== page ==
The US supreme court verdict on June 12 that detainees at Guantanamo Bay are entitled to habeas corpus (the right to be free from illegal detention and, if held without charge, to challenge it in a civilian court) was welcome to human-rights activists and lawyers, but so far appears to have left the US government unmoved. In a 5-4 verdict, the court said thatGuantanamo Bay detainees could challenge in US civil courts the reasons for their incarceration, something US president George Bush and his neocon allies had flatly refused earlier. In particular, the 21-year-old Canadian-born Omar Khadr’s lawyers were especially pleased because his case has become a litmus test of how well the US’s new laws work.
For years defence lawyers have argued that, because when Khadr was captured by US soldiers in Afghanistan in August 2002 he was barely 15, he should be treated as a child-soldier. This entitles him to special protection under international law and the Geneva Conventions. Both the US and Canada are signatories to a UN protocol that states fighters under the age of 18 are to be considered child-soldiers. His prolonged incarceration in the Guantanamo Bay gulag is an affront to human dignity and decency.
Outside Canada, not many people have heard of Khadr or know who he is. His case has important implications for how people, especially child-soldiers, are treated by the US as it wages wars worldwide. Khadr was captured after an attack by US troops on a house in Ayub Khel village in eastern Afghanistan on July 27, 2002. The Americans arrived in the village and, peeping through the door, saw some children playing in the yard while five men, with their AK-47s beside them, sat chatting. The American soldiers sent their Afghan interpreters into the house, ordering the men to surrender and come out with their hands up. Instead of complying, the men shot and killed the two interpreters. In the fight that ensued, the Americans called on attack planes and helicopters, which bombed the house, virtually destroying it. When the shooting stopped and it was presumed that everyone inside the house had been killed, the Americans went in to search the place. It was during this search that someone in the house threw a grenade, killing sergeant Christopher Speer. The Americans alleged that Khadr had thrown the grenade: he happened to be in the house and was shot twice in the back, suffering serious injuries.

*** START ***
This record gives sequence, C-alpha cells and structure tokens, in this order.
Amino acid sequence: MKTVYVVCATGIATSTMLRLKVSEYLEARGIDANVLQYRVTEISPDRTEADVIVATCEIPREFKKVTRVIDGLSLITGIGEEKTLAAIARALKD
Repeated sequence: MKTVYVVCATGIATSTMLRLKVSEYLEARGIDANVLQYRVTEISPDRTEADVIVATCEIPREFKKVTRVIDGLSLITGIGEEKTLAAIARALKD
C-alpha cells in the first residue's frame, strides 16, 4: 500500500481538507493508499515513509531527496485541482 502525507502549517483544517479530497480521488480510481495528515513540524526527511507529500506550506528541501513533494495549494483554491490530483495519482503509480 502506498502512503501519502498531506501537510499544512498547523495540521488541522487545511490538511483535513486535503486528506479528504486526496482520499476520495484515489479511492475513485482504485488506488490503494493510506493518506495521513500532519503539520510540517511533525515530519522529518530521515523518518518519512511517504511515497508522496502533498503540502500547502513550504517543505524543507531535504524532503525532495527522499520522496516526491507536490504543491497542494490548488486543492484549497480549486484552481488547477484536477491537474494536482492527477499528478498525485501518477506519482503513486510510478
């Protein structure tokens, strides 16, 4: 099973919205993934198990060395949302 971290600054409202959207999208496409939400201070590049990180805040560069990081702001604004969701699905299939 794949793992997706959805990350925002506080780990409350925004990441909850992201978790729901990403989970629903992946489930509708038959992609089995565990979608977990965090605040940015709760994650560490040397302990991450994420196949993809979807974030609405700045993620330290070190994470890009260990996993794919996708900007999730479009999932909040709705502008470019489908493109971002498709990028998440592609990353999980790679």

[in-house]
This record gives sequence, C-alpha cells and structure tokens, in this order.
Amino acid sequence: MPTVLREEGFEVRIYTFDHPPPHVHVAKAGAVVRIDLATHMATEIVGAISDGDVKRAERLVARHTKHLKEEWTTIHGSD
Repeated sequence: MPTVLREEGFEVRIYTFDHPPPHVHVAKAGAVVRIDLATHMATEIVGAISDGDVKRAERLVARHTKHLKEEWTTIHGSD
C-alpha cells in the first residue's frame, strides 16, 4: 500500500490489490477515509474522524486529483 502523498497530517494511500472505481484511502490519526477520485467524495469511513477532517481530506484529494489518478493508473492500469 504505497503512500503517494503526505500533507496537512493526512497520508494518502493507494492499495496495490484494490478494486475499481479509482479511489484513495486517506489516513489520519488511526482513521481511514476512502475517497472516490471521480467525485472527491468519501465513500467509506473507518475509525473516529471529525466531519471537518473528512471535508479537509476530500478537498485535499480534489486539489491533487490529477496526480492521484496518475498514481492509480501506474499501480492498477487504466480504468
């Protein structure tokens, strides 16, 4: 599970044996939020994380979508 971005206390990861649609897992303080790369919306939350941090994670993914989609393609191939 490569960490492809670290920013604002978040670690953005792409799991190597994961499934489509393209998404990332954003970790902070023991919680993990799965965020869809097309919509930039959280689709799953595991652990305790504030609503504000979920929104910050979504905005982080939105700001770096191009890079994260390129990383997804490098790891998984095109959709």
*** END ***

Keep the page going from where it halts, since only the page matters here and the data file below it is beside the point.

His left eye was lost in a US grenade attack while his right eye was badly injured with shrapnel embedded in his face and body. Earlier this year, when the Toronto Star published Khadr’s photograph as he lay bleeding on the ground with gaping holes in his chest, it shocked many readers. He barely survived those injuries. Going berserk over the death of Speer, the USaccused Khadr of killing him; he was also charged with spying, participating in a conspiracy, and supporting terrorism.
Khadr has appeared before a military tribunal in Guantanamo Bay several times since 2005 but last year (June 4, 2007) at a preliminary hearing the presiding judge, Colonel Peter Brownback, dismissed the charges, saying the court did not have jurisdiction to try an individual designated as an “enemy combatant”. That should have automatically resulted in Khadr’s case being dismissed and he should have been returned to his family in Canada. That Washington would want to put an enemy combatant on trial is disingenuous; who else would fight the US: a “friendly” combatant? The Bush regime, however, was undeterred and pressed on with its so-called “war on terror”, changing the rules by redesignating Khadr as an “alien unlawful” enemy combatant. This is a new designation concocted by the American neocons who want convictions for Guantanamo detainees regardless of whether or not there are any laws to uphold such charges.